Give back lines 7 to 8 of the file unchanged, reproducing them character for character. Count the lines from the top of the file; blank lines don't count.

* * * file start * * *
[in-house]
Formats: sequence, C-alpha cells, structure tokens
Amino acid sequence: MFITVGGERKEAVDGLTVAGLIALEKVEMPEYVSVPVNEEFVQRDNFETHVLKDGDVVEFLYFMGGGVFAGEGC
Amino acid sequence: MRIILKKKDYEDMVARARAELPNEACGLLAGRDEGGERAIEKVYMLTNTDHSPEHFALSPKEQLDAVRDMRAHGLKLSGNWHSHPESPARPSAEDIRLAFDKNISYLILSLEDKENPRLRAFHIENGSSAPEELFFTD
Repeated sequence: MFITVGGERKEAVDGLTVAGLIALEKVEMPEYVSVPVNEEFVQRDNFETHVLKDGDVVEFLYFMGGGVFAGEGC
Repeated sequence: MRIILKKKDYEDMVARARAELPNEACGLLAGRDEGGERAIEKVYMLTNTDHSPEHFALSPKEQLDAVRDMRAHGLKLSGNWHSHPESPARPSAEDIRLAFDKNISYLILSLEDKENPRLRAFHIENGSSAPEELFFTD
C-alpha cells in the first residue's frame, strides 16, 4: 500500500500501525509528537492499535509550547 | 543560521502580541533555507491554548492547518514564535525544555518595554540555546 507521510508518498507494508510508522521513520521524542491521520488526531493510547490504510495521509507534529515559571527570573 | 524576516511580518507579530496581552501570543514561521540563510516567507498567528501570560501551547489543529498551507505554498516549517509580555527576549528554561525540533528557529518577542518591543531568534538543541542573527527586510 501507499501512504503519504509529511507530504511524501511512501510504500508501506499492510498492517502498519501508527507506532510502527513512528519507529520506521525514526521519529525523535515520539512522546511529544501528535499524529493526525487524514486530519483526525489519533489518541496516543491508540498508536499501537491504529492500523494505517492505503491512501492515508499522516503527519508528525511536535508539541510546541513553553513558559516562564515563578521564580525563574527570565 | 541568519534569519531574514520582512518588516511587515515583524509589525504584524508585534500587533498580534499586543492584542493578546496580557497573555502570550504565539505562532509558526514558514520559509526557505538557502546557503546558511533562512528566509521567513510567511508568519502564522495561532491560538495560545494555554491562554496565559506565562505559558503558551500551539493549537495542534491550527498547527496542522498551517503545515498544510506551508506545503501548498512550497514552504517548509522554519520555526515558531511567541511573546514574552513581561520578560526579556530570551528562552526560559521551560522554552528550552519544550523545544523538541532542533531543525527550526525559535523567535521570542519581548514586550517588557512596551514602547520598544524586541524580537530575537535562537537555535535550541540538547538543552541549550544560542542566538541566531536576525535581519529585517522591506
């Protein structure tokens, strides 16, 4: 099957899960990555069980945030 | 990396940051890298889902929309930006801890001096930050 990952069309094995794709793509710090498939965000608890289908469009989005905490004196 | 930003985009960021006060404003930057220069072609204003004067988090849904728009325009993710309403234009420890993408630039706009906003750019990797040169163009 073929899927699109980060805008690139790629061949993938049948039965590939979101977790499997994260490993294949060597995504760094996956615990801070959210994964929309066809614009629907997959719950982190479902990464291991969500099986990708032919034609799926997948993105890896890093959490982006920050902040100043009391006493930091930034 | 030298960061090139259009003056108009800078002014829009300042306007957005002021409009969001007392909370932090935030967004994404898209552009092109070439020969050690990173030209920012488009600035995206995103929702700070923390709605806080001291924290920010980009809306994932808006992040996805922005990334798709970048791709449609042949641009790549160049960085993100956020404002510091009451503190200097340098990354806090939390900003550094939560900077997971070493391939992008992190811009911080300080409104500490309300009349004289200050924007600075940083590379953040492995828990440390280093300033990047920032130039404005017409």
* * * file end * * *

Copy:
C-alpha cells in the first residue's frame, strides 16, 4: 500500500500501525509528537492499535509550547 | 543560521502580541533555507491554548492547518514564535525544555518595554540555546 507521510508518498507494508510508522521513520521524542491521520488526531493510547490504510495521509507534529515559571527570573 | 524576516511580518507579530496581552501570543514561521540563510516567507498567528501570560501551547489543529498551507505554498516549517509580555527576549528554561525540533528557529518577542518591543531568534538543541542573527527586510 501507499501512504503519504509529511507530504511524501511512501510504500508501506499492510498492517502498519501508527507506532510502527513512528519507529520506521525514526521519529525523535515520539512522546511529544501528535499524529493526525487524514486530519483526525489519533489518541496516543491508540498508536499501537491504529492500523494505517492505503491512501492515508499522516503527519508528525511536535508539541510546541513553553513558559516562564515563578521564580525563574527570565 | 541568519534569519531574514520582512518588516511587515515583524509589525504584524508585534500587533498580534499586543492584542493578546496580557497573555502570550504565539505562532509558526514558514520559509526557505538557502546557503546558511533562512528566509521567513510567511508568519502564522495561532491560538495560545494555554491562554496565559506565562505559558503558551500551539493549537495542534491550527498547527496542522498551517503545515498544510506551508506545503501548498512550497514552504517548509522554519520555526515558531511567541511573546514574552513581561520578560526579556530570551528562552526560559521551560522554552528550552519544550523545544523538541532542533531543525527550526525559535523567535521570542519581548514586550517588557512596551514602547520598544524586541524580537530575537535562537537555535535550541540538547538543552541549550544560542542566538541566531536576525535581519529585517522591506
């Protein structure tokens, strides 16, 4: 099957899960990555069980945030 | 990396940051890298889902929309930006801890001096930050 990952069309094995794709793509710090498939965000608890289908469009989005905490004196 | 930003985009960021006060404003930057220069072609204003004067988090849904728009325009993710309403234009420890993408630039706009906003750019990797040169163009 073929899927699109980060805008690139790629061949993938049948039965590939979101977790499997994260490993294949060597995504760094996956615990801070959210994964929309066809614009629907997959719950982190479902990464291991969500099986990708032919034609799926997948993105890896890093959490982006920050902040100043009391006493930091930034 | 030298960061090139259009003056108009800078002014829009300042306007957005002021409009969001007392909370932090935030967004994404898209552009092109070439020969050690990173030209920012488009600035995206995103929702700070923390709605806080001291924290920010980009809306994932808006992040996805922005990334798709970048791709449609042949641009790549160049960085993100956020404002510091009451503190200097340098990354806090939390900003550094939560900077997971070493391939992008992190811009911080300080409104500490309300009349004289200050924007600075940083590379953040492995828990440390280093300033990047920032130039404005017409």